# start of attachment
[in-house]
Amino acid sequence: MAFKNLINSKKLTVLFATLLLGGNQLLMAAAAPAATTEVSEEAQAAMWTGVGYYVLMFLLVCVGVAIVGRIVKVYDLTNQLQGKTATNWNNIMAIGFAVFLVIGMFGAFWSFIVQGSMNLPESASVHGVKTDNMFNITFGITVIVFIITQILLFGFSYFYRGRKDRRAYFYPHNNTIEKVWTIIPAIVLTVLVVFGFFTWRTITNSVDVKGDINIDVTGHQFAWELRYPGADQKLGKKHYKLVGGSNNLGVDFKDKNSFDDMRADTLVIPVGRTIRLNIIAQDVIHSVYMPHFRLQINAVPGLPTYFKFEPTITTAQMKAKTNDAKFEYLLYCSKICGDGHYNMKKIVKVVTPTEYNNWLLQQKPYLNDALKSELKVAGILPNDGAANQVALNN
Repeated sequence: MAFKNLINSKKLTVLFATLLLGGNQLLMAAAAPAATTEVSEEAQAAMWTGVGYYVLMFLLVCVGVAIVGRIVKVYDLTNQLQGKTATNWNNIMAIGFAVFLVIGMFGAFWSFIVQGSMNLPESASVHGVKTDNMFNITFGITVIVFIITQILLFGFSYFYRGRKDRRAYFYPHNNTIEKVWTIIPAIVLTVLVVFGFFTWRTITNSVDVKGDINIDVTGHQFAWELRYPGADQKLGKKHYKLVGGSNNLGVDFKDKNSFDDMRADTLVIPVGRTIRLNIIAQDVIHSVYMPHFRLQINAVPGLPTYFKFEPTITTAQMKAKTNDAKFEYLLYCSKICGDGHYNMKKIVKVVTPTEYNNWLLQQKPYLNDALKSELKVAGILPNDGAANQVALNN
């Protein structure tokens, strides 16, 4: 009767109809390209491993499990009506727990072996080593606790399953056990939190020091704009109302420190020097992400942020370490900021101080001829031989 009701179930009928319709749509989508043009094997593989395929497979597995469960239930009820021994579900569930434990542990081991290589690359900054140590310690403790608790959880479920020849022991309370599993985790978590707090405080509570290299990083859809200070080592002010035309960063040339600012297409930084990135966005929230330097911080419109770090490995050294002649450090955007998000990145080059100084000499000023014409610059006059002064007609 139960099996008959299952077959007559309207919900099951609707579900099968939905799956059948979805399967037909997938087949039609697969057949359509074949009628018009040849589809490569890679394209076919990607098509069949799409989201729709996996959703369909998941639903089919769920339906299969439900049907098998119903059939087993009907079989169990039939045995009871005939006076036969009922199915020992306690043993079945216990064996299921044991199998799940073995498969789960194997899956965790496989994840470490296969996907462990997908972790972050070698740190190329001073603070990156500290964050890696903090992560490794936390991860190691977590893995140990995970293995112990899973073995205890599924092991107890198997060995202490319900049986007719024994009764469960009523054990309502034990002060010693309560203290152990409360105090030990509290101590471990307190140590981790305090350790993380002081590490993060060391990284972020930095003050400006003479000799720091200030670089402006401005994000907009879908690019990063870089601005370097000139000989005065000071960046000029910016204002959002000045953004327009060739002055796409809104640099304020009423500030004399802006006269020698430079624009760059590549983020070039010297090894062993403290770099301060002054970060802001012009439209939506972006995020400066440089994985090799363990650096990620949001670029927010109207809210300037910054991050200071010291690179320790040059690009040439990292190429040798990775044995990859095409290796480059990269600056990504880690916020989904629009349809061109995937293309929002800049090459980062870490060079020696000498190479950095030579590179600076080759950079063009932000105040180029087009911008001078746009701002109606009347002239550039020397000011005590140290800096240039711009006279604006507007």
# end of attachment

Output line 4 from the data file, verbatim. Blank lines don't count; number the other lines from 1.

């Protein structure tokens, strides 16, 4: 009767109809390209491993499990009506727990072996080593606790399953056990939190020091704009109302420190020097992400942020370490900021101080001829031989 009701179930009928319709749509989508043009094997593989395929497979597995469960239930009820021994579900569930434990542990081991290589690359900054140590310690403790608790959880479920020849022991309370599993985790978590707090405080509570290299990083859809200070080592002010035309960063040339600012297409930084990135966005929230330097911080419109770090490995050294002649450090955007998000990145080059100084000499000023014409610059006059002064007609 139960099996008959299952077959007559309207919900099951609707579900099968939905799956059948979805399967037909997938087949039609697969057949359509074949009628018009040849589809490569890679394209076919990607098509069949799409989201729709996996959703369909998941639903089919769920339906299969439900049907098998119903059939087993009907079989169990039939045995009871005939006076036969009922199915020992306690043993079945216990064996299921044991199998799940073995498969789960194997899956965790496989994840470490296969996907462990997908972790972050070698740190190329001073603070990156500290964050890696903090992560490794936390991860190691977590893995140990995970293995112990899973073995205890599924092991107890198997060995202490319900049986007719024994009764469960009523054990309502034990002060010693309560203290152990409360105090030990509290101590471990307190140590981790305090350790993380002081590490993060060391990284972020930095003050400006003479000799720091200030670089402006401005994000907009879908690019990063870089601005370097000139000989005065000071960046000029910016204002959002000045953004327009060739002055796409809104640099304020009423500030004399802006006269020698430079624009760059590549983020070039010297090894062993403290770099301060002054970060802001012009439209939506972006995020400066440089994985090799363990650096990620949001670029927010109207809210300037910054991050200071010291690179320790040059690009040439990292190429040798990775044995990859095409290796480059990269600056990504880690916020989904629009349809061109995937293309929002800049090459980062870490060079020696000498190479950095030579590179600076080759950079063009932000105040180029087009911008001078746009701002109606009347002239550039020397000011005590140290800096240039711009006279604006507007």